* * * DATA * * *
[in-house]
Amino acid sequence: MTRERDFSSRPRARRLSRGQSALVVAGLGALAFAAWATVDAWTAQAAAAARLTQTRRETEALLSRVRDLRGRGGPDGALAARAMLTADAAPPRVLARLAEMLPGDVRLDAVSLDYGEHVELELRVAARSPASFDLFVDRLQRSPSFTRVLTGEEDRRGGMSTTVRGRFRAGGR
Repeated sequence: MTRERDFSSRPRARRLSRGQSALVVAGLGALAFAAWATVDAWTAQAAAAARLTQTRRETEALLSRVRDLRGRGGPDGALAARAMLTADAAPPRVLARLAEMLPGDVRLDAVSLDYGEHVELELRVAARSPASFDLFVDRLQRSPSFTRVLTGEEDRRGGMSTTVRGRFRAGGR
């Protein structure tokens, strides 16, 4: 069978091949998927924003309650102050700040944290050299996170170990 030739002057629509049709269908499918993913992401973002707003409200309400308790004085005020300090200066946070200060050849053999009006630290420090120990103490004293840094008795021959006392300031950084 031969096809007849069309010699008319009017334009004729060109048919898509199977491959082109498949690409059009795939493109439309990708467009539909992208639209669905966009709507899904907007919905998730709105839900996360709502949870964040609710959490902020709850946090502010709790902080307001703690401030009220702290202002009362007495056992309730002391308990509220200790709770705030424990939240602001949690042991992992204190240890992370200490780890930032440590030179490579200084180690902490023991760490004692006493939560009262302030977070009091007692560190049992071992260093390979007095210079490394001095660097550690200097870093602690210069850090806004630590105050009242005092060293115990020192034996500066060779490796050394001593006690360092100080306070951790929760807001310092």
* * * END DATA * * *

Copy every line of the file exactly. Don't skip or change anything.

[in-house]
Amino acid sequence: MTRERDFSSRPRARRLSRGQSALVVAGLGALAFAAWATVDAWTAQAAAAARLTQTRRETEALLSRVRDLRGRGGPDGALAARAMLTADAAPPRVLARLAEMLPGDVRLDAVSLDYGEHVELELRVAARSPASFDLFVDRLQRSPSFTRVLTGEEDRRGGMSTTVRGRFRAGGR
Repeated sequence: MTRERDFSSRPRARRLSRGQSALVVAGLGALAFAAWATVDAWTAQAAAAARLTQTRRETEALLSRVRDLRGRGGPDGALAARAMLTADAAPPRVLARLAEMLPGDVRLDAVSLDYGEHVELELRVAARSPASFDLFVDRLQRSPSFTRVLTGEEDRRGGMSTTVRGRFRAGGR
């Protein structure tokens, strides 16, 4: 069978091949998927924003309650102050700040944290050299996170170990 030739002057629509049709269908499918993913992401973002707003409200309400308790004085005020300090200066946070200060050849053999009006630290420090120990103490004293840094008795021959006392300031950084 031969096809007849069309010699008319009017334009004729060109048919898509199977491959082109498949690409059009795939493109439309990708467009539909992208639209669905966009709507899904907007919905998730709105839900996360709502949870964040609710959490902020709850946090502010709790902080307001703690401030009220702290202002009362007495056992309730002391308990509220200790709770705030424990939240602001949690042991992992204190240890992370200490780890930032440590030179490579200084180690902490023991760490004692006493939560009262302030977070009091007692560190049992071992260093390979007095210079490394001095660097550690200097870093602690210069850090806004630590105050009242005092060293115990020192034996500066060779490796050394001593006690360092100080306070951790929760807001310092």